Australian Institute of Marine Science

The Australian Institute of Marine Science (AIMS) is a tropical marine research agency located in Townsville. We occasionally help the Institute communicate its work, including media releases for major journal papers publishing the results of their research. Media releases below.

For more, contact Niall on 0417-131-977 or niall@scienceinpublic.com.au.

Coral chemicals protect against warming oceans

EMBARGO LIFTED: 4am AEDT, Thursday 24 October 2013

Nature paper reveals coral animals produce the ‘smell of the ocean’ – influencing cloud formation and protecting themselves against rising seawater temperatures. 

Australian marine scientists have found the first evidence that coral itself may play an important role in regulating local climate.

They have discovered that the coral animal—not just its algal symbiont—makes an important sulphur-based molecule with properties to assist it in many ways, ranging from cellular protection in times of heat stress to local climate cooling by encouraging clouds to form.

These findings have been published in the prestigious weekly science journal Nature.

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$37 million Sea Simulator opens in Townsville

Media release from Senator the Hon Kim Carr and Senator the Hon Jan McLucas.

A new, $37 million experimental sea simulator will enable Australian scientists to recreate ocean conditions and study how both human activities and natural events will affect our marine environment in the future.

Minister for Innovation, Industry, Science and Research Senator Kim Carr and Senator for Queensland Jan McLucas opened the National Sea Simulator (SeaSim), at the Australian Institute of Marine Science (AIMS) in Townsville today.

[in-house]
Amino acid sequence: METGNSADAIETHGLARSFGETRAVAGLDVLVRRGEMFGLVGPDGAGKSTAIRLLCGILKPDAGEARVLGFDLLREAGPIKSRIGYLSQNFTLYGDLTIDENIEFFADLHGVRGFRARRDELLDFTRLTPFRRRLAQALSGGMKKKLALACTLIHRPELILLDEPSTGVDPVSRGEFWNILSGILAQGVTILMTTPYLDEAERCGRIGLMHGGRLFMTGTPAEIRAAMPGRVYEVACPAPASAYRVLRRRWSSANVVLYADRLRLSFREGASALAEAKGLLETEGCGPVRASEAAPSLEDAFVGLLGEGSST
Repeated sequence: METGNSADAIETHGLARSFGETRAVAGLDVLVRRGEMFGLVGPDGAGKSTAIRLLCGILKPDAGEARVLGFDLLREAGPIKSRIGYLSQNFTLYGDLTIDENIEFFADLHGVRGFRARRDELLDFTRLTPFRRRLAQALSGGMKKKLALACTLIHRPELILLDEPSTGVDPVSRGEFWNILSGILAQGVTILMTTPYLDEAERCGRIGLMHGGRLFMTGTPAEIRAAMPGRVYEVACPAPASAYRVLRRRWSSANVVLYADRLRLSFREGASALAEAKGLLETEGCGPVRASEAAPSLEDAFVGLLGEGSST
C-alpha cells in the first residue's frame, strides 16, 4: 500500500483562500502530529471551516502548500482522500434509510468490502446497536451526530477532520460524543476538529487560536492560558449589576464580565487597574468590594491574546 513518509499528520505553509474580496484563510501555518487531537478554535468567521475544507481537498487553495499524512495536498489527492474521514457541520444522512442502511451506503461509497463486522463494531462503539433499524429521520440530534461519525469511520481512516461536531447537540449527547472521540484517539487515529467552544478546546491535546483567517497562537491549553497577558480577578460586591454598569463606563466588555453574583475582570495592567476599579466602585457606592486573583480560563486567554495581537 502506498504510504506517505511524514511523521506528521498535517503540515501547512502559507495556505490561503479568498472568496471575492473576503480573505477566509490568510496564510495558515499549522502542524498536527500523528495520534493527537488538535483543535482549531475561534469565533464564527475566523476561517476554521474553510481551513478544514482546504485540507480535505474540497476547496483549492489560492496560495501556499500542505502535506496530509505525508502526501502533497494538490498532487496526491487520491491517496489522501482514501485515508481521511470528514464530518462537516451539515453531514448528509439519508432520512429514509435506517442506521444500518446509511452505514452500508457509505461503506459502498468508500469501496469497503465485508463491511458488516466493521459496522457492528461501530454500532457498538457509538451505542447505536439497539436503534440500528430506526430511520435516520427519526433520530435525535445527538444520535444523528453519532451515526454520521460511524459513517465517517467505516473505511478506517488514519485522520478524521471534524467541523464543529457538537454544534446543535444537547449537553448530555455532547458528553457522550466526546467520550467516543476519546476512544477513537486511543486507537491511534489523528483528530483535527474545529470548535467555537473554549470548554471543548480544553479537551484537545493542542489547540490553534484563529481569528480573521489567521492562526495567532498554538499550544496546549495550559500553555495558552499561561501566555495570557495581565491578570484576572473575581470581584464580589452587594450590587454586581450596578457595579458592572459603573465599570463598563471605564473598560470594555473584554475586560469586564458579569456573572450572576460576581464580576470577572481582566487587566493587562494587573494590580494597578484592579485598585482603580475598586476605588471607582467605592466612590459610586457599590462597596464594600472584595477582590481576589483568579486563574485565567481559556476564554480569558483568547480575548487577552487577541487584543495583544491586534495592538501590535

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Modelling Darwin Harbour’s extreme tides

$5.6 million upgrade to Arafura Timor Research Facility

Launched by Federal Science and Research Minister Don Farrell

Media call 9.30 am, Friday 24 May 2013, 23 Ellengowan Drive, Brinkin

Darwin Harbour has extreme tidal rises and falls of up to eight-metres. So the ebbing and flowing currents in the channels are strong and fast, all of which makes it difficult for pilots to berth bulk carriers or manoeuvre dredges. [continue reading…]

Remote reefs can be tougher than they look

Scott Reef had largely recovered from a catastrophic mass bleaching of corals within twelve years of the disturbance, despite the lack of connectivity to other reefs in the region. The rate of recovery was attributed to the lack of many local anthropogenic pressures affecting reefs around the world, such as degraded water quality and overfishing of herbivores (credit: N Thake).

WA’s Scott Reef has recovered from mass bleaching in 1998

Isolated coral reefs can recover from catastrophic damage as effectively as those with nearby undisturbed neighbours, a long-term study by marine biologists from the Australian Institute of Marine Science (AIMS) and the ARC Centre of Excellence for Coral Reef Studies (CoECRS) has shown.

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Scott Reef images

Below are a series of photos and videos taken from Scott Reef. To access the high resolution version of the images, click on them to open them in high res then right/command click and select save as.
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The Great Barrier Reef has lost half of its coral in the last 27 years

Can we save the Reef by controlling crown of thorns starfish?

The Great Barrier Reef has lost half its coral cover in the last 27 years. The loss was due to storm damage (48%), crown of thorns starfish (42%), and bleaching (10%) according to a new study published in the Proceedings of the National Academy of Sciences today by researchers from the Australian Institute of Marine Science (AIMS) in Townsville and the University of Wollongong. [continue reading…]